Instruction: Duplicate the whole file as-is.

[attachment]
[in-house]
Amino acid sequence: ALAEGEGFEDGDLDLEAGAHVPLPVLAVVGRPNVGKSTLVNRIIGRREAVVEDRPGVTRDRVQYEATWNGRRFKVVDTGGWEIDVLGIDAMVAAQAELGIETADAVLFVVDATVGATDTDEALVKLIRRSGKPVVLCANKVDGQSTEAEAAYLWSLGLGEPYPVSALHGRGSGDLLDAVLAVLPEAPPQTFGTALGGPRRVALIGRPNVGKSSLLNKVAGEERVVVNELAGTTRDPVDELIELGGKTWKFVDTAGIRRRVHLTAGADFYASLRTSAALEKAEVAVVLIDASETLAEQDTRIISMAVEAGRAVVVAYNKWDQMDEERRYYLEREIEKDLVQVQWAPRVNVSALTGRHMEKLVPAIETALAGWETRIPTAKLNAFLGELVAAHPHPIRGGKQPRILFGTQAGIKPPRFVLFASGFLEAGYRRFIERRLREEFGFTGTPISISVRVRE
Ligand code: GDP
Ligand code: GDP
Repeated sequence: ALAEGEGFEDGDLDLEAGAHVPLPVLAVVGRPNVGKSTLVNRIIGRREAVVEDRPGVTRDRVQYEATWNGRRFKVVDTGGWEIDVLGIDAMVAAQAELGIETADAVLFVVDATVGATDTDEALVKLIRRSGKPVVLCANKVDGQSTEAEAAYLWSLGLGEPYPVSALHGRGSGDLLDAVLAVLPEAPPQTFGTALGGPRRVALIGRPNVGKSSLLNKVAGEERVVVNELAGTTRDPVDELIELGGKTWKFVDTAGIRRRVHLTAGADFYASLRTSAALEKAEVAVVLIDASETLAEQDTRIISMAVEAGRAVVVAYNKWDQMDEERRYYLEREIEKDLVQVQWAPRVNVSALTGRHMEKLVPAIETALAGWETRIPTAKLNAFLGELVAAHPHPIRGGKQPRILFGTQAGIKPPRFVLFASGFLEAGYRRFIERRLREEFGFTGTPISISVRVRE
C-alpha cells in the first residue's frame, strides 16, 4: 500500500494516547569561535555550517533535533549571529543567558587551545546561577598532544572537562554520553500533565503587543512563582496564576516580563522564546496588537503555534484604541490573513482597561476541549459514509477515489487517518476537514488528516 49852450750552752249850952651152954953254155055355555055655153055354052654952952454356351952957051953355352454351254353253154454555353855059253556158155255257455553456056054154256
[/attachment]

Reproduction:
[in-house]
Amino acid sequence: ALAEGEGFEDGDLDLEAGAHVPLPVLAVVGRPNVGKSTLVNRIIGRREAVVEDRPGVTRDRVQYEATWNGRRFKVVDTGGWEIDVLGIDAMVAAQAELGIETADAVLFVVDATVGATDTDEALVKLIRRSGKPVVLCANKVDGQSTEAEAAYLWSLGLGEPYPVSALHGRGSGDLLDAVLAVLPEAPPQTFGTALGGPRRVALIGRPNVGKSSLLNKVAGEERVVVNELAGTTRDPVDELIELGGKTWKFVDTAGIRRRVHLTAGADFYASLRTSAALEKAEVAVVLIDASETLAEQDTRIISMAVEAGRAVVVAYNKWDQMDEERRYYLEREIEKDLVQVQWAPRVNVSALTGRHMEKLVPAIETALAGWETRIPTAKLNAFLGELVAAHPHPIRGGKQPRILFGTQAGIKPPRFVLFASGFLEAGYRRFIERRLREEFGFTGTPISISVRVRE
Ligand code: GDP
Ligand code: GDP
Repeated sequence: ALAEGEGFEDGDLDLEAGAHVPLPVLAVVGRPNVGKSTLVNRIIGRREAVVEDRPGVTRDRVQYEATWNGRRFKVVDTGGWEIDVLGIDAMVAAQAELGIETADAVLFVVDATVGATDTDEALVKLIRRSGKPVVLCANKVDGQSTEAEAAYLWSLGLGEPYPVSALHGRGSGDLLDAVLAVLPEAPPQTFGTALGGPRRVALIGRPNVGKSSLLNKVAGEERVVVNELAGTTRDPVDELIELGGKTWKFVDTAGIRRRVHLTAGADFYASLRTSAALEKAEVAVVLIDASETLAEQDTRIISMAVEAGRAVVVAYNKWDQMDEERRYYLEREIEKDLVQVQWAPRVNVSALTGRHMEKLVPAIETALAGWETRIPTAKLNAFLGELVAAHPHPIRGGKQPRILFGTQAGIKPPRFVLFASGFLEAGYRRFIERRLREEFGFTGTPISISVRVRE
C-alpha cells in the first residue's frame, strides 16, 4: 500500500494516547569561535555550517533535533549571529543567558587551545546561577598532544572537562554520553500533565503587543512563582496564576516580563522564546496588537503555534484604541490573513482597561476541549459514509477515489487517518476537514488528516 49852450750552752249850952651152954953254155055355555055655153055354052654952952454356351952957051953355352454351254353253154454555353855059253556158155255257455553456056054154256